By Ken DeLeon | Founder Attorney, Buyer Specialist
The fundamentals of residential real estate in Palo Alto, Menlo Park, and Los Altos haven’t changed over the past five years: Declining Inventory + Strong Demand = Rising Prices.
What has changed is the increasing awareness by business leaders, local governments, and frustrated homebuyers that declining affordability profoundly affects the quality of life in the Bay Area. The deceptively simple answer is for homebuyers to expand their search radius. Once this epiphany occurs, their next question to their Realtor® is inevitable: “Where would you recommend?”
For the past few years, DeLeon Realty has been encouraging clients priced out of other markets to consider prime neighborhoods in Redwood City because of their extraordinary potential for appreciation. This article will look at some of the reasons for Redwood City’s exceptional recent appreciation and continuing potential.
1. The Numbers Tell All
As a preliminary matter, let’s quantify the current market faced by a family moving to the Peninsula. The average price of a single-family home in the area’s premier communities (through July 1, 2017, per the MLS) continues to rise dramatically:
2017 Average Sales Price: $3,394,590
2017 Price/Sq. Ft.: $1,568
% Change Since 1/1/14: 22.24%
2017 Average Sales Price: $3,178,429
2017 Price/Sq. Ft.: $1,290
% Change Since 1/1/14: 22.29%
2017 Average Sales Price: $2,425,534
2017 Price/Sq. Ft.: $1,214
% Change Since 1/1/14: 17.52%
In contrast, the median price for a home in Redwood City is much more affordable, even after adjusting for stellar appreciation of 37.5 percent since January 1, 2014! The strength of this market is confirmed by the steady increase in prices for single-family homes over the past five years.
The key factors driving this appreciation include the creation of a vibrant downtown district, major private investments in both office space and residential units, and improving schools. DeLeon Realty tracks these activities and regularly advises clients on a neighborhood-by-neighborhood basis about the continuing appreciation potential.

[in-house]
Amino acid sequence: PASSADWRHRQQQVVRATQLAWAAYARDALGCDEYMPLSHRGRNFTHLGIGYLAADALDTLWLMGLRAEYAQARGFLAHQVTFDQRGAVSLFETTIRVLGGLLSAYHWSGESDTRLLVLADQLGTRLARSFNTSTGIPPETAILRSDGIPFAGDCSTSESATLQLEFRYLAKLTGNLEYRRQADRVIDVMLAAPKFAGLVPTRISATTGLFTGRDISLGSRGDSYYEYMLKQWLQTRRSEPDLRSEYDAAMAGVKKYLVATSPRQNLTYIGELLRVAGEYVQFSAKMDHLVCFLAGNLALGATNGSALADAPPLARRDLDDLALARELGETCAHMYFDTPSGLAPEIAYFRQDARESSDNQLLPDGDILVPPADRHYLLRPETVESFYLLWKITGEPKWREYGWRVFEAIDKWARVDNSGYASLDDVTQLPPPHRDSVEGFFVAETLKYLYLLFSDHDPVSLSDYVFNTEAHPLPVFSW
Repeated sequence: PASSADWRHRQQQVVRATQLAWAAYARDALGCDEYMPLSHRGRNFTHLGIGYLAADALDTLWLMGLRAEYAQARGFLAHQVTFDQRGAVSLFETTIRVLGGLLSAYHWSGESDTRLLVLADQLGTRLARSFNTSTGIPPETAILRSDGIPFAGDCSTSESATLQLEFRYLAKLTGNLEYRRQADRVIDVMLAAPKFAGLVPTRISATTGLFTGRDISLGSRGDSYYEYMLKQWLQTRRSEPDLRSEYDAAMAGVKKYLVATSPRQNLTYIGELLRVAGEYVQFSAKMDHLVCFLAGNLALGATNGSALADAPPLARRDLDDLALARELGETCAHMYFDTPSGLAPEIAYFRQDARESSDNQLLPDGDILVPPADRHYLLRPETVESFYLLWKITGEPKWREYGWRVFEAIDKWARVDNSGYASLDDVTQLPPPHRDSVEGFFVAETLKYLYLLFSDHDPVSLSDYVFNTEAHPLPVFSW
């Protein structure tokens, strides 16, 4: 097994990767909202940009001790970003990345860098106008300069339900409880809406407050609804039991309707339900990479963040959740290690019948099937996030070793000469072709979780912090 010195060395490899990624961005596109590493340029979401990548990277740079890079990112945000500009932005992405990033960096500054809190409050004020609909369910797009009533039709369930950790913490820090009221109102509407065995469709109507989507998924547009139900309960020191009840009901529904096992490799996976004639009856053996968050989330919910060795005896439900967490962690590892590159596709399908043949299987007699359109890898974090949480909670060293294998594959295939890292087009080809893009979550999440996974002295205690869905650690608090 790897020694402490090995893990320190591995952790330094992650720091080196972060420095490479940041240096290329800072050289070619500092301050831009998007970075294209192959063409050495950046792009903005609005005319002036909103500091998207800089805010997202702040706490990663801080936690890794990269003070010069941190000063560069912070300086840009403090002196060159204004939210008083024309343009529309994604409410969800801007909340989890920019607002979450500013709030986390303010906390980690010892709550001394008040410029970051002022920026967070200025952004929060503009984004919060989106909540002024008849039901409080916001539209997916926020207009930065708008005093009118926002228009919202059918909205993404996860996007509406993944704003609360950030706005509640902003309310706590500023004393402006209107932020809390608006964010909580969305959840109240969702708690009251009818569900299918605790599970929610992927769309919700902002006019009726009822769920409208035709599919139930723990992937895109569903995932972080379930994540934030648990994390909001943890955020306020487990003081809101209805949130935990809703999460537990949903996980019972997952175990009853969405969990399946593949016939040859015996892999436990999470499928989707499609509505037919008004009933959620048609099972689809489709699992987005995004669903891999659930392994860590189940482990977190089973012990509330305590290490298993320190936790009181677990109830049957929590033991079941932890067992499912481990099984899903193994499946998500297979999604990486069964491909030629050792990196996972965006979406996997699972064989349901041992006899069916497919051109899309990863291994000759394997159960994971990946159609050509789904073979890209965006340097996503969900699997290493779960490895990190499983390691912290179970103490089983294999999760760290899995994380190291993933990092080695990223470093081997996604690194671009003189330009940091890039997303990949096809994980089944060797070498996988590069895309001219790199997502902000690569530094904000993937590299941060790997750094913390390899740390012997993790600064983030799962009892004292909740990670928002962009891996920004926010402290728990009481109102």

2. Build, and They Will Come
As part of a comprehensive downtown redevelopment plan, Redwood City set some ambitious goals in 2011 to become a “developer-friendly, transit-oriented” community: 2,500 new residential units, 100,000 square feet of retail, 500,000 square feet of new office space, and 200 new hotel rooms.
While such plans are standard practice on the Peninsula, Redwood City went one step further. It established an umbrella environmental review procedure to meet those goals so companies could sidestep the usual lengthy approval process. After six years of building and investment, Redwood City has nearly met all of its goals for office space and apartments at an extraordinary pace (see “Are the good times in Redwood City’s downtown development boom about to end?” BizJournals.com, February 2017).
And, Redwood City didn’t stop there. The city’s General Plan includes nine other “Precise Plans” targeting the El Camino Real Corridor, North Main Street, the Inner Harbor, and Marina Shores Village, among others.
3. It Is the Forgotten Northern Outpost of Silicon Valley
While many regional commuters only think of Redwood City as the place where the carpool lane ends on Highway 101, the city was the original home of one of Silicon Valley’s three founding companies: Ampex Corporation. As recruiting new employees became more challenging, Redwood City established itself as an attractive alternative because of its central location on the Peninsula, relatively low housing cost, and higher availability of office space.